This paper first reviews (1) the storm surge and wave disasters in the coastal and port areas of Osaka Bay and Tokyo Bay in Japan in 2018 and 2019, respectively and (2) two intensity levels of typhoons for coastal defense design and evacuation planning. Then, the paper summarizes their technical issues, such as, the radius of maximum wind speed in worst-case storm surge and wave-overtopping flood simulations. Finally, the paper presents climate change related issues, such as: (1) past mean sea level, typhoon, wave, and storm surge trends, and (2) future climate change adaptation.


Fig. 1 shows that Japan has many cities of more than million people on low plains that extend from the coast of very enclosed bays. These bays are several tens of kilometers from the mouth to the head and have maximum depths of a few tens of meters. They are usually calm but meet storm surges and high waves during typhoon events. In addition, ground-water pumping has caused some parts of the land to sink below the mean monthly-highest water level (hereinafter, HWL) and increased the risk of flooding. The ports on the coast play a core role in international shipping and the country's economy.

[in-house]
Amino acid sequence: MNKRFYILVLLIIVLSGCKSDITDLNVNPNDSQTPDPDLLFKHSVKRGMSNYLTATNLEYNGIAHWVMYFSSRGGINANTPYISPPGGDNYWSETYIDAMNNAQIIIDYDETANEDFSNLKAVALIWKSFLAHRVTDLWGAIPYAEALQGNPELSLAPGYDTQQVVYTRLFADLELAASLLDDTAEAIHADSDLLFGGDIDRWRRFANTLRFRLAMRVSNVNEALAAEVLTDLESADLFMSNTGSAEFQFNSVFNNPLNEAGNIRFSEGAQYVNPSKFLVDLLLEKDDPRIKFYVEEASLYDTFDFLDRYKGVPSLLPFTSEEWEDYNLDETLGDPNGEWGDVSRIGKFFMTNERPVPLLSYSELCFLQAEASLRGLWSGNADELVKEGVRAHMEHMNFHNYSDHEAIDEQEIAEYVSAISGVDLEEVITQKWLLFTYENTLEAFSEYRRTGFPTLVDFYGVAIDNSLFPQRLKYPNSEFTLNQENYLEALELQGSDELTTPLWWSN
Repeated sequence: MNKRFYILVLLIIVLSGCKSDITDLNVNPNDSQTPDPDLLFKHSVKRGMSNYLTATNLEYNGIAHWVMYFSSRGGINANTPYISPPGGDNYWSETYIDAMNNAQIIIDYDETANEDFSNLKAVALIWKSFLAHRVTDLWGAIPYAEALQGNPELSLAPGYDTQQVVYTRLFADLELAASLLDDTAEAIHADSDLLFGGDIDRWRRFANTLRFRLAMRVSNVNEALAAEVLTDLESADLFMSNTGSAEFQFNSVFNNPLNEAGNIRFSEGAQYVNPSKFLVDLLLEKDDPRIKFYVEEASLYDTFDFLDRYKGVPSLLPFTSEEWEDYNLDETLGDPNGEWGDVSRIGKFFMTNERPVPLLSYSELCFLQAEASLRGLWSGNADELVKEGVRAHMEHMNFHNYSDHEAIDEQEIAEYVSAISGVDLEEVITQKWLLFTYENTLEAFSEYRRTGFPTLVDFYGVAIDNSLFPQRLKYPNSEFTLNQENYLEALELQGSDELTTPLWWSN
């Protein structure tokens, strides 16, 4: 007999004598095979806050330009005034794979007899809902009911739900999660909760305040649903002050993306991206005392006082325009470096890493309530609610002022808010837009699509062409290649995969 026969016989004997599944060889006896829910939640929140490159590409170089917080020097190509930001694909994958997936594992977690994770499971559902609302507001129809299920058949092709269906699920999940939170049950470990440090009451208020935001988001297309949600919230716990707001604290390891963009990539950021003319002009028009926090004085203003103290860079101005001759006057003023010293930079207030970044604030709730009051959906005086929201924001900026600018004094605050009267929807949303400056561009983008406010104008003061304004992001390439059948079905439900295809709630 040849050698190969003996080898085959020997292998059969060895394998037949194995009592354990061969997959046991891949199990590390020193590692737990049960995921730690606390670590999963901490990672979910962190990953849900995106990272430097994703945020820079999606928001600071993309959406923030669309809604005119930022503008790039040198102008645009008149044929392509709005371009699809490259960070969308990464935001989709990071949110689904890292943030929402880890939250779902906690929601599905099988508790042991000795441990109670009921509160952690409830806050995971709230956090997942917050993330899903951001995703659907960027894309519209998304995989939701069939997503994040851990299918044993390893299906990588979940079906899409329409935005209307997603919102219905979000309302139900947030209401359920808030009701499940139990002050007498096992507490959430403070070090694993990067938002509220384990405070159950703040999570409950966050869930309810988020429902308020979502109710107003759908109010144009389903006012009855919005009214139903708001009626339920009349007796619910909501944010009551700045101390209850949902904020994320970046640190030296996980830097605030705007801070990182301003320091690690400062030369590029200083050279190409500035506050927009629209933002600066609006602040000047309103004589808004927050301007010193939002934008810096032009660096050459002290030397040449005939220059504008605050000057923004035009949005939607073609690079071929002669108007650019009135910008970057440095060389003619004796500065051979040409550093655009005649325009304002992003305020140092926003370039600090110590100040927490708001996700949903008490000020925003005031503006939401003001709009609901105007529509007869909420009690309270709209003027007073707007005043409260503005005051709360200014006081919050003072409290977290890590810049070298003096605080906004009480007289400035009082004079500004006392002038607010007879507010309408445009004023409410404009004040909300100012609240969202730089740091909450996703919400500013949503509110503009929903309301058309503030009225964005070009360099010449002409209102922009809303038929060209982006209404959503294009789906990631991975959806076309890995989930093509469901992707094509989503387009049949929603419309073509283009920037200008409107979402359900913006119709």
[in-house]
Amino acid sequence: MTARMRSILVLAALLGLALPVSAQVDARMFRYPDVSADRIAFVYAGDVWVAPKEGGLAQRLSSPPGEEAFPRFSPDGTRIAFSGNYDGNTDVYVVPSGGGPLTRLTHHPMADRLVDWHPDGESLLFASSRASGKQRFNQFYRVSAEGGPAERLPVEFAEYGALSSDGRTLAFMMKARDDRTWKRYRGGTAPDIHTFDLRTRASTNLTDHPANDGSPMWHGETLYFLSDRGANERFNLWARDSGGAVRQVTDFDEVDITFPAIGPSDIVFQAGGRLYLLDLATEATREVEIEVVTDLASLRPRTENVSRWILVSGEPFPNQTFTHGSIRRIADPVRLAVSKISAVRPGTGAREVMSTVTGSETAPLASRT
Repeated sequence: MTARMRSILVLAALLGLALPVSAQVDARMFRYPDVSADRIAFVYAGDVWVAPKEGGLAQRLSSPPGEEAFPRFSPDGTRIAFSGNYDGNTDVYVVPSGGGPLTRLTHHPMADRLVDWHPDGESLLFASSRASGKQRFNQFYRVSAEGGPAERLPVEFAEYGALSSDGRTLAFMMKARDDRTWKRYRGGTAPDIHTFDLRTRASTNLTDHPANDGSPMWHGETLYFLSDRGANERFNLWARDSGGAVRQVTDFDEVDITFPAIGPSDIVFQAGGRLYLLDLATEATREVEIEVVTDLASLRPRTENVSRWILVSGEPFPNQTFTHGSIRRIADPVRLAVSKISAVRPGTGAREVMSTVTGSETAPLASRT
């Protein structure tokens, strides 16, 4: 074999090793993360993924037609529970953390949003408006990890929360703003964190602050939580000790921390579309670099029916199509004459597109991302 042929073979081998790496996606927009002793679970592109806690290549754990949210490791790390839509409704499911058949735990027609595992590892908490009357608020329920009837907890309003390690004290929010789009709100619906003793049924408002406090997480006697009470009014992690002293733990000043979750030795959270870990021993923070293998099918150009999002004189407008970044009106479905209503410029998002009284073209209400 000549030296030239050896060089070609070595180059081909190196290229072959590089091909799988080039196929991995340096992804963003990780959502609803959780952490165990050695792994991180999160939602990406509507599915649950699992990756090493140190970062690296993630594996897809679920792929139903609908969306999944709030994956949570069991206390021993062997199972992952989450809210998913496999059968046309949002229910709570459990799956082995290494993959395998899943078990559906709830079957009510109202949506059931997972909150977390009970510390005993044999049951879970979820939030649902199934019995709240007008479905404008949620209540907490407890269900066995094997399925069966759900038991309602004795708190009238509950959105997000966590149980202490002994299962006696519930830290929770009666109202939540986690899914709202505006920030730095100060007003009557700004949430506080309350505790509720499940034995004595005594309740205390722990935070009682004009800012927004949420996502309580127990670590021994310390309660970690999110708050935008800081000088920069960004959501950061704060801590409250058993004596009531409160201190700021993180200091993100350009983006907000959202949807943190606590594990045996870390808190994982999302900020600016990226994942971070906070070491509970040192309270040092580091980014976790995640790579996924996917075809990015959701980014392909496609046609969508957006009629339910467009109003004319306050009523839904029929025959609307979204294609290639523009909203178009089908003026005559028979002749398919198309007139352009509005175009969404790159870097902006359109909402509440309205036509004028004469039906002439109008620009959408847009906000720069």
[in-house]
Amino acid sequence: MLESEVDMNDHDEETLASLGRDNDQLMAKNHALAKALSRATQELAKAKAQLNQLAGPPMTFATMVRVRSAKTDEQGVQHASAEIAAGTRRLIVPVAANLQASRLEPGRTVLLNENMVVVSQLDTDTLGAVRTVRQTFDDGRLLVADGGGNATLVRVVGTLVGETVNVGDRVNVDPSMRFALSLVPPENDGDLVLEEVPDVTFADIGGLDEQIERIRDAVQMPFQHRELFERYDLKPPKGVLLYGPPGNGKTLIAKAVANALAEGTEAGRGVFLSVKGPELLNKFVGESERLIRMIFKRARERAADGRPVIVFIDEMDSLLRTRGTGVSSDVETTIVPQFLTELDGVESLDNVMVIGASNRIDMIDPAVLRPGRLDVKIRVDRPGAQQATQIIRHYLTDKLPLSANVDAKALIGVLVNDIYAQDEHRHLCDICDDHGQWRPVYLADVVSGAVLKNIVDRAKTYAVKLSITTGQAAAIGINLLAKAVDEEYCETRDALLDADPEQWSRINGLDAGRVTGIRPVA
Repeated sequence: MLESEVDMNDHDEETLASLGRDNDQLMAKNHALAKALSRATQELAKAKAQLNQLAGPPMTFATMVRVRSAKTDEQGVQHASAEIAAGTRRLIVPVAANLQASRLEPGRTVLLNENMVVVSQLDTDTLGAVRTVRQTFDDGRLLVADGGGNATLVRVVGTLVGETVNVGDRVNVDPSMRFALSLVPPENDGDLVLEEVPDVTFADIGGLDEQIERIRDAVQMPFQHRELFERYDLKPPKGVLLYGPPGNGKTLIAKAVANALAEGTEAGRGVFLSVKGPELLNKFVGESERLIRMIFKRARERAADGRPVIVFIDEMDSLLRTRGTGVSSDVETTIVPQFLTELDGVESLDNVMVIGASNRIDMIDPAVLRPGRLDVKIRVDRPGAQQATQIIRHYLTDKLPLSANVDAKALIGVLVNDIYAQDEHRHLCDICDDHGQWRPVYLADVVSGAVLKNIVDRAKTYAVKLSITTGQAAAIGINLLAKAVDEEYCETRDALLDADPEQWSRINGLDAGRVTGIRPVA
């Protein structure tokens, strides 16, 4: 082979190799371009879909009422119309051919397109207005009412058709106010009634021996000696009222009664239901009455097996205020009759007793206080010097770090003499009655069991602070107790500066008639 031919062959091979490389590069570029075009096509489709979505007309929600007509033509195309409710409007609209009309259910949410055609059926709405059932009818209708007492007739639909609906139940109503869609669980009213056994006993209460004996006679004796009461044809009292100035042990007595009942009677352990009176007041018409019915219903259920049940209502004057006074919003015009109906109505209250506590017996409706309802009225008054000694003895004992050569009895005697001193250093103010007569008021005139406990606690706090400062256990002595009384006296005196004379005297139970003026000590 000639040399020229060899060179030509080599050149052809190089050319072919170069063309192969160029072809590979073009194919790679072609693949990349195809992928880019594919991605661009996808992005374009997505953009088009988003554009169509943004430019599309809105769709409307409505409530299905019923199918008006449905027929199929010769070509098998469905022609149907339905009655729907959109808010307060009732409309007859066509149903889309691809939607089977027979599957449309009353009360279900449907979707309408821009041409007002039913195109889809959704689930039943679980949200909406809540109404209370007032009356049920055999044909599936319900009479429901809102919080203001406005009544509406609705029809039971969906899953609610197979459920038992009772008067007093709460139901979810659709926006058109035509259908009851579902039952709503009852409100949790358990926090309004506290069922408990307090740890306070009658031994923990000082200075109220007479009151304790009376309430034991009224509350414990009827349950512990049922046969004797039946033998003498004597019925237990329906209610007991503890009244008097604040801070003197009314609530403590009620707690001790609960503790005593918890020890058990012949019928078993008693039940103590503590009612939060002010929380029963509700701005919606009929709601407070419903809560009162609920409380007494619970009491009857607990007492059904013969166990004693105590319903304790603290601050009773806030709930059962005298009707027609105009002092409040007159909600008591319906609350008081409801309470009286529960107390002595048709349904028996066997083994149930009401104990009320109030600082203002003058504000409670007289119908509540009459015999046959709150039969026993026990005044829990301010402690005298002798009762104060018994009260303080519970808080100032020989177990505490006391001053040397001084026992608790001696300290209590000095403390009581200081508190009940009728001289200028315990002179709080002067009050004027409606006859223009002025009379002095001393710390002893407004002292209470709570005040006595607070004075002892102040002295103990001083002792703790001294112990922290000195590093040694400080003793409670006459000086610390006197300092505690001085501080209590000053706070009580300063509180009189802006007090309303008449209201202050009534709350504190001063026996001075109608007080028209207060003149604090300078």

Two major storm surge disasters occurred in the 1950s. The 1953 Typhoon Tess crossed the mouth of Ise Bay and triggered storm surge flooding along the southern and eastern coast. This event led to the enactment of the 1956 Coast Act, which requests each prefectural governor to protect coastal areas from tsunamis, storm surges, and high waves. The 1959 Typhoon Vera caused a landfall on Honshu Island (central pressure: 929 hPa) and passed by Ise Bay (940 hPa), generated a storm surge in the bay, recorded 3.5 m at Nagoya Port, causing the collapse of the coastal dike and flooding over the area of 30 km inlands that lasted for 120 days, eventually claiming 5,000 lives. The flood carried much lauan logs from lumberyards in the port and destroyed many buildings. The event prompted the national and local governments to start building massive coastal defense in the 1960s on the coast of Tokyo Bay, Ise Bay, and Osaka Bay for the storm surge of the Vera-class design typhoon (Kawai, 2019).

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